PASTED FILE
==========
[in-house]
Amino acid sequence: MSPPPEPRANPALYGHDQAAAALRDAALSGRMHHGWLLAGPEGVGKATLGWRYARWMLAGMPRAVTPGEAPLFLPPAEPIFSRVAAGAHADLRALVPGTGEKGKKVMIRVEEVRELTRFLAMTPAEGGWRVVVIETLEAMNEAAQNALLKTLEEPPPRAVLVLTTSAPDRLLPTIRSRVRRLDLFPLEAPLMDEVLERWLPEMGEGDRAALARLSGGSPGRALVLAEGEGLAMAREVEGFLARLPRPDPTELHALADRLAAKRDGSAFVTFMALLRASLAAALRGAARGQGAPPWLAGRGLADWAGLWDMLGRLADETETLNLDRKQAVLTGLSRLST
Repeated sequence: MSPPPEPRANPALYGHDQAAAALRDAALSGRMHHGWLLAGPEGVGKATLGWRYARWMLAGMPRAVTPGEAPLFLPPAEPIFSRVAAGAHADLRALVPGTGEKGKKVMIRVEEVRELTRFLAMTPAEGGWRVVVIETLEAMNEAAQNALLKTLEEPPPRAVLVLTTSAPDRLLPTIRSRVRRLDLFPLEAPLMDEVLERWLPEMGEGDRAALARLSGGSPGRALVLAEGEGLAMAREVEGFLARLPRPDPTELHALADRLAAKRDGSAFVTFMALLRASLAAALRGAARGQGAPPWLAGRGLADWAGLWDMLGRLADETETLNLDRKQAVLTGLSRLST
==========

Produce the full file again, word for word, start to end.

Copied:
[in-house]
Amino acid sequence: MSPPPEPRANPALYGHDQAAAALRDAALSGRMHHGWLLAGPEGVGKATLGWRYARWMLAGMPRAVTPGEAPLFLPPAEPIFSRVAAGAHADLRALVPGTGEKGKKVMIRVEEVRELTRFLAMTPAEGGWRVVVIETLEAMNEAAQNALLKTLEEPPPRAVLVLTTSAPDRLLPTIRSRVRRLDLFPLEAPLMDEVLERWLPEMGEGDRAALARLSGGSPGRALVLAEGEGLAMAREVEGFLARLPRPDPTELHALADRLAAKRDGSAFVTFMALLRASLAAALRGAARGQGAPPWLAGRGLADWAGLWDMLGRLADETETLNLDRKQAVLTGLSRLST
Repeated sequence: MSPPPEPRANPALYGHDQAAAALRDAALSGRMHHGWLLAGPEGVGKATLGWRYARWMLAGMPRAVTPGEAPLFLPPAEPIFSRVAAGAHADLRALVPGTGEKGKKVMIRVEEVRELTRFLAMTPAEGGWRVVVIETLEAMNEAAQNALLKTLEEPPPRAVLVLTTSAPDRLLPTIRSRVRRLDLFPLEAPLMDEVLERWLPEMGEGDRAALARLSGGSPGRALVLAEGEGLAMAREVEGFLARLPRPDPTELHALADRLAAKRDGSAFVTFMALLRASLAAALRGAARGQGAPPWLAGRGLADWAGLWDMLGRLADETETLNLDRKQAVLTGLSRLST